The March on Washington - August 28, 1963
One hundred years after the Emancipation Proclamation was written, African Americans were still fighting for equal rights in every day life. The first real success of this movement did not come until the Brown vs. Board of Education decision in 1954 which was followed by many boycotts and protests. The largest of these protests, the March on Washington, was held on August 28, 1963 “for jobs and freedom” (March on Washington 11). An incredible amount of preparation went into the event to accommodate the hundreds of thousands of people attending from around the nation and to deal with any potential incidents.
According to the march organizers, the march would symbolize their demands of “the passage of the Kennedy Administration Civil Rights Legislation without compromise of filibuster,” integration of all public schools by the end of the year, a federal program to help the unemployed, and a Federal Fair Employment Act which would ban job discrimination (“The March on Washington” 11). In order for the march not to appear as a war of white versus black it had to be racially integrated so it looked like justice versus injustice. Some organizers wanted to call for massive acts of disobedience across America, but when the Urban League and the N.A.A.C.P. joined the organization of the march, they insisted against it. The march was originally going to be on Capitol Hill to influence congress, but because of a 1882 law against demonstrating there, they decided to march to the Lincoln Memorial and invite congress to meet them there, knowing that they would not.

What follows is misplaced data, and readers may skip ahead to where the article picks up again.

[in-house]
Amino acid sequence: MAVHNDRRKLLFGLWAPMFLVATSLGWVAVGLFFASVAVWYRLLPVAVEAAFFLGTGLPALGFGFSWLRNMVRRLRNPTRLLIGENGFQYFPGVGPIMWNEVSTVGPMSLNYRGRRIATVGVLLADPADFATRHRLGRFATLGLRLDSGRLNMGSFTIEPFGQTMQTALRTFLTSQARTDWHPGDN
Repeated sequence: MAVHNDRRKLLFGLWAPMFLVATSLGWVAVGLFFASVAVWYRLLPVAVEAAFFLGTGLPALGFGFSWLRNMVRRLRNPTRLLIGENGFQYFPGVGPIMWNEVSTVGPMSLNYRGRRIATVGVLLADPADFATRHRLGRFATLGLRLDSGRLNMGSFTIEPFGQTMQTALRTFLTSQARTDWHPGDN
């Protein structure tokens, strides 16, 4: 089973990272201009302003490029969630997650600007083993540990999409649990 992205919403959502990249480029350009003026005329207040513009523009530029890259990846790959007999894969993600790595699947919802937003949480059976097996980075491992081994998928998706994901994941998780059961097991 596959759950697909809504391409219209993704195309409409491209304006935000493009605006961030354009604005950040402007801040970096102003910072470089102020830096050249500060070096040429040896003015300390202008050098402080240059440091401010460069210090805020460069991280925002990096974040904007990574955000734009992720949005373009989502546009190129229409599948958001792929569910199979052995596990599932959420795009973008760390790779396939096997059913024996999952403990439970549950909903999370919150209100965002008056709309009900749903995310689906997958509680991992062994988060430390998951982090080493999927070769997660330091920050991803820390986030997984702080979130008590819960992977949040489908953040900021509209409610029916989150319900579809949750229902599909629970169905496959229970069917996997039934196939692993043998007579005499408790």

When planning the march, the organizers made sure that Washington D.C. was ready for anything so that the march could go on no matter the circumstances. Marchers were advised to bring raincoats, hats, sunglasses, plenty of water, and non-perishable food. To accommodate the expected 100,000 to 200,000 people, there were 292 outdoor toilets, 21 water fountains, 22 first aid stations, 40 doctors and 80 nurses along the march (“On the March” 17). The National Council of Churches made 80,000 boxed lunches for the marchers at 50 cents each. When the buses of people came to Washington D.C.’s outskirts, 5,600 cops and 4,000 army troops came to patrol the parade.
People from around the country came by any means necessary to support the march. One man from Chicago began roller-skating to Washington D.C. 11 days before the march (“On the March” 17). One of the march organizers described it as “if they can’t come any other way, they’ll look down and say, ‘feet, start movin’” (“On the March” 17). Mayors nearby Washington D.C. even gave city workers the day off so they could attend. For those too far away, there were symbolic marches on city halls across America and American Embassies around the world. James Baldwin who was in France at the time, took part in one of these.
The marchers gathered at the Washington Monument before dawn as planned on August 28, 1963....